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matiasar 07-14-2012 04:58 PM

Probem with Linux Socket and Windows client
 
I'm learning how to write and use sockets following guide of Nathan Yocom's book: "The Definitive Guide to Linux Network Programming".
I'm working in a little application which uses Yocom's methodology to build a listening socket for multiple clients connections using fork system call.

Socket works just well as long as I use a Linux client too. If client is a linux box, there's no problem at all. But there's a weird behaviour when I connect to the Linux server socket from a windows box. I do telnet IP_OF_HOST 1972 and as long as I type any character socket disconnect the client.
I didn't find any advince within book related to windows client.
Does anybody knows what could be wrong?

Code:

#include <stdio.h>
#include <sys/types.h>
#include <sys/socket.h>
#include <netdb.h>
#include <string.h>
#include <stdlib.h>
#include <netinet/in.h>
#include <sys/wait.h>
#include <signal.h>

//void child_func(int childnum);
void sigchld_handler(int signo);

int main (int argc, char *argv[])
{
        struct sockaddr_in sAddr;
        int listensock;
        int newsock;
        char buffer[25];
        int result;
        int nread;
        int pid;
        int val;

        listensock = socket(AF_INET,SOCK_STREAM, IPPROTO_TCP);
        val = 1;

        result = setsockopt(listensock, SOL_SOCKET, SO_REUSEADDR, &val, sizeof(val));
        if (result < 0) {
                perror("server2");
                return 0;
        }
       
        // BINDING
        sAddr.sin_family = AF_INET;
        sAddr.sin_port = htons(1972);
        sAddr.sin_addr.s_addr = INADDR_ANY;
        result = bind(listensock, (struct sockaddr *) &sAddr, sizeof(sAddr));
        if (result < 0)
                {
                        perror("server2");
                        return 0;
                }
       
        result = listen(listensock, 5);
        if (result < 0)
                {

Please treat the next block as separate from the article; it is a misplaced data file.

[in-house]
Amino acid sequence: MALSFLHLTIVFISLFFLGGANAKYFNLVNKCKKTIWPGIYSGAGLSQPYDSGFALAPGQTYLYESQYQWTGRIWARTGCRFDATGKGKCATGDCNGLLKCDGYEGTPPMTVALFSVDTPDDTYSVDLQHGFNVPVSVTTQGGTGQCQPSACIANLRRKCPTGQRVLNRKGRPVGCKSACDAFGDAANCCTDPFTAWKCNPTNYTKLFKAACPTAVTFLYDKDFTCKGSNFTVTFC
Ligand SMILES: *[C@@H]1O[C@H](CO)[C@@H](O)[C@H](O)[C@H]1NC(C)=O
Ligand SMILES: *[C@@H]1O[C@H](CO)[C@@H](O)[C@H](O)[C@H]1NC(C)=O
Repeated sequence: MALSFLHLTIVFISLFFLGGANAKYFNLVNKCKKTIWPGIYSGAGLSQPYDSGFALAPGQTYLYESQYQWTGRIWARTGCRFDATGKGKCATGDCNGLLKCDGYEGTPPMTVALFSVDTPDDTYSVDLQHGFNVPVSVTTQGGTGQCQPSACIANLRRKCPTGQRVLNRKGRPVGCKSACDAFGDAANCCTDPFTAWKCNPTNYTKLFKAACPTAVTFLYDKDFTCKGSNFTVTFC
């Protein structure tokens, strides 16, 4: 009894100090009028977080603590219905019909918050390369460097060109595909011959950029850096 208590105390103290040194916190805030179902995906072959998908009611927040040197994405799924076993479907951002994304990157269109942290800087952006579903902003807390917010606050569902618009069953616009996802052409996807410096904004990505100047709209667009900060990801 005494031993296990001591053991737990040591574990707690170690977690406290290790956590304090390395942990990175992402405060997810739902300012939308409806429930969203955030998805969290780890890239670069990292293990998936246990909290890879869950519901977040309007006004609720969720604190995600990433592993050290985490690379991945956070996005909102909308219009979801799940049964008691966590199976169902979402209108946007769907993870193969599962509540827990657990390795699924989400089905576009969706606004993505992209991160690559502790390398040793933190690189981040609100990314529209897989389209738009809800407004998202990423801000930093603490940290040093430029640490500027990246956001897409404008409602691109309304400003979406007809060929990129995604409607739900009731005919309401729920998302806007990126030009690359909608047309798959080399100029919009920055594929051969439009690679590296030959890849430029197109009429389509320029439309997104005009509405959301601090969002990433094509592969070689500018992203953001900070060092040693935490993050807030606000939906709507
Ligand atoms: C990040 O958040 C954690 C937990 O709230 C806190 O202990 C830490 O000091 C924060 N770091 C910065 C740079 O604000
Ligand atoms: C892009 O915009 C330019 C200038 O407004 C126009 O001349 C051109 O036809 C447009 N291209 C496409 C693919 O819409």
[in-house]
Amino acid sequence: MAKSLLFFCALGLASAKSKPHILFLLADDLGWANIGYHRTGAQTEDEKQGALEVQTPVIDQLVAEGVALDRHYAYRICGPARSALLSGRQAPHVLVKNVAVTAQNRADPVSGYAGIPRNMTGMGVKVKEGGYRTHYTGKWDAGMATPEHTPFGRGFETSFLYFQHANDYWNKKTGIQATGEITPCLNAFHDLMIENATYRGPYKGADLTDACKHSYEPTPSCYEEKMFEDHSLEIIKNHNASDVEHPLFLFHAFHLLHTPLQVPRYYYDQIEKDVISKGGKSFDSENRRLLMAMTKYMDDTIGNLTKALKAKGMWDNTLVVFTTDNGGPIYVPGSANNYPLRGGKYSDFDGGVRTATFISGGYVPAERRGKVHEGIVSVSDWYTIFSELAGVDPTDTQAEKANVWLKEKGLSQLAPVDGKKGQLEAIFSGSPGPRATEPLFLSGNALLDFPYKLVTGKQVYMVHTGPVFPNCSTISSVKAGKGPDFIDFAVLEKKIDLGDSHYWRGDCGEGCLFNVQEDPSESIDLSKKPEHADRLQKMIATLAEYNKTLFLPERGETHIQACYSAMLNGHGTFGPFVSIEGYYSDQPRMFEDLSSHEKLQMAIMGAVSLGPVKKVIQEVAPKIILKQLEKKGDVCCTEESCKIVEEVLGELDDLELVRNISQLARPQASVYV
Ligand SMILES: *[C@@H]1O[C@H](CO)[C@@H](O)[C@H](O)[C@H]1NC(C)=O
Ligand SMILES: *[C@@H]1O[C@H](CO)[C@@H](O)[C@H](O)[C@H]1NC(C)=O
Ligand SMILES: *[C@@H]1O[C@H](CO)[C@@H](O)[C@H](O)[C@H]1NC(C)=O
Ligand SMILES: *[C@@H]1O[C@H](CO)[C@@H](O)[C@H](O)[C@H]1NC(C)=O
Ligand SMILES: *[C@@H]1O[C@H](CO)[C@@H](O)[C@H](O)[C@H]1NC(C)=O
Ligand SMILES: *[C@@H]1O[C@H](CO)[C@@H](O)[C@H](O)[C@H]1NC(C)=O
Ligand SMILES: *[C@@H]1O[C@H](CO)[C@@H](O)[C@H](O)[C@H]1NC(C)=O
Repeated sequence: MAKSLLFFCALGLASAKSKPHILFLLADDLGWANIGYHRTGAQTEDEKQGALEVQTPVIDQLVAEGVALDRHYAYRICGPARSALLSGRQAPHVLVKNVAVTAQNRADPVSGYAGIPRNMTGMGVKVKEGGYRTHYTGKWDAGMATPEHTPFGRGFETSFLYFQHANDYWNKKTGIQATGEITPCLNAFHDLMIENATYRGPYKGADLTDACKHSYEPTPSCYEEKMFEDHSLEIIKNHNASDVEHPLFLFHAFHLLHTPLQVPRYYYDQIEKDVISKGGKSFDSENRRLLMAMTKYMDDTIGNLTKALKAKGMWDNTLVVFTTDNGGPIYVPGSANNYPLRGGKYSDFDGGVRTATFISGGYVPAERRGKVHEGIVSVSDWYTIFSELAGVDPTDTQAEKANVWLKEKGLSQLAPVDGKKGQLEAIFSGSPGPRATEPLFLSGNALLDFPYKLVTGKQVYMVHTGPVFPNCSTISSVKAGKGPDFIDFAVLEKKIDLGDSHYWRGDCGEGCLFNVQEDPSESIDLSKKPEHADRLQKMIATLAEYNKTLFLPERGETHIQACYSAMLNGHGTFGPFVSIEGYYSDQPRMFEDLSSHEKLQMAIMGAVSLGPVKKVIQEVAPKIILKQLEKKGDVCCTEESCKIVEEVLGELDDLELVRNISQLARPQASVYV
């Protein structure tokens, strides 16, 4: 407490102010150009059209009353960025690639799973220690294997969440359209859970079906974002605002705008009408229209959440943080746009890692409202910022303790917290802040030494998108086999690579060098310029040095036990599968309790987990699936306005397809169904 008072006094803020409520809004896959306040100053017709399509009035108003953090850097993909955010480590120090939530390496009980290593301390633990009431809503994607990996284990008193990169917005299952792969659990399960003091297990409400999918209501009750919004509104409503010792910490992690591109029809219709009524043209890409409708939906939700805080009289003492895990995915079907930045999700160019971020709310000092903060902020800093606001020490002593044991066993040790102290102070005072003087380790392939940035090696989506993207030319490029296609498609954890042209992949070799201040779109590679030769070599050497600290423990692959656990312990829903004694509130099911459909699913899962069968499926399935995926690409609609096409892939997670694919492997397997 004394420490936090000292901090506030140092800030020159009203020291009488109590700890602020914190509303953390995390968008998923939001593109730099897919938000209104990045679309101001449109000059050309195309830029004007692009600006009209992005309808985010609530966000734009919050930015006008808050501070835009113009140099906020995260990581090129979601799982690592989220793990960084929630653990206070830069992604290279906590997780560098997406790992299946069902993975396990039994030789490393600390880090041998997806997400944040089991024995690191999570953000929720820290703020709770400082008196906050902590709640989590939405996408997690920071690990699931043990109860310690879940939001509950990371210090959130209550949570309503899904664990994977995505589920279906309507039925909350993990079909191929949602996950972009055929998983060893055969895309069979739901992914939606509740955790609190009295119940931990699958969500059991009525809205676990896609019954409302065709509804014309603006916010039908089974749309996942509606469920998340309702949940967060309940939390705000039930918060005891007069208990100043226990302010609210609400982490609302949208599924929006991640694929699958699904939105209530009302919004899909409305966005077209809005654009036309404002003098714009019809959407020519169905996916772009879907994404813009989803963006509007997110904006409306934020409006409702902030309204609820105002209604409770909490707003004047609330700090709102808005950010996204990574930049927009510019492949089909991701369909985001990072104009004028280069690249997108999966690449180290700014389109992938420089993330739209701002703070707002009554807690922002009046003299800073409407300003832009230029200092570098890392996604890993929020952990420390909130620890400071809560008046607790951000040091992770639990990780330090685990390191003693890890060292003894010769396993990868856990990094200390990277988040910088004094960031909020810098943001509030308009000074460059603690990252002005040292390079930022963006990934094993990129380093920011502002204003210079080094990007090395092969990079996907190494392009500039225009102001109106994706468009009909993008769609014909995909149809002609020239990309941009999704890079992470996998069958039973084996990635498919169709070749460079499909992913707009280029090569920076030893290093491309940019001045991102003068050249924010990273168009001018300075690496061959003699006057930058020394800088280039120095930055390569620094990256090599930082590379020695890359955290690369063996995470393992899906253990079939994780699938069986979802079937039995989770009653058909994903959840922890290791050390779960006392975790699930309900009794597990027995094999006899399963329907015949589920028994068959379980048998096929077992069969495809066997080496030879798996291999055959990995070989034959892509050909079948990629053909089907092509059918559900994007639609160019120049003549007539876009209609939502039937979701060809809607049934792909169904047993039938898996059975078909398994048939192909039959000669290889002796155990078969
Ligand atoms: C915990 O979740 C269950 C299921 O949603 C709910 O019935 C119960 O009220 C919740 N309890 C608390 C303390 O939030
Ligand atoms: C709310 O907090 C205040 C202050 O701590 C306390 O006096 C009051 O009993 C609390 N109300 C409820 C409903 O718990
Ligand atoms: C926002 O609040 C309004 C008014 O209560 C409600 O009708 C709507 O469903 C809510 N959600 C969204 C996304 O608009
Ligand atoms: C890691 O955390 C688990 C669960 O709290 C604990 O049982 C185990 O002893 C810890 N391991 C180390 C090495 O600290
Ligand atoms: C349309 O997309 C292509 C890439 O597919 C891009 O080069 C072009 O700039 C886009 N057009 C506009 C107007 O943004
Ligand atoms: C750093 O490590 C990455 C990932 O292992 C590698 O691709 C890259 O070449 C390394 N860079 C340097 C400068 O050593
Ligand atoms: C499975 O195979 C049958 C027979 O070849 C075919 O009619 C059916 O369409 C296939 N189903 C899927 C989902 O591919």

perror("server2");
                        return 0;
                }

        // Before we start looping we install our signal handler

        signal(SIGCHLD, sigchld_handler);

        // then we call accept() and allow it to block waiting for connection requests from clients.
        // After accept returns we call fork() to create a new process. If it returns 0 that means
        // we are within the child process, otherwise (in parent processe) fork returns PID of the
        // brand new child process.

        while (1)
                {
                        newsock = accept(listensock, NULL, NULL);
                        if ((pid = fork()) == 0)
                                {
                                        // this means this process is the child
                                        printf("child process (PID=%i) created. \n", getpid());
                                        close(listensock);
                                        // Cerramos el sock correspondiente al parent pero en el proceso child.
                                        // Como estamos en el child debemos cerrar el primer sock en esta instancia.
                                        // Porque fork hace una copia exacta de todos los recursos de la instancia parent.
                               
                                        nread = recv(newsock,buffer, 25, 0);
                                        buffer[nread] = '\0';
                                        printf("%s\n", buffer);
                                        send(newsock, buffer, nread,0);
                                        close(newsock);
                                        printf("child process (PID=%i) is finished. \n", getpid());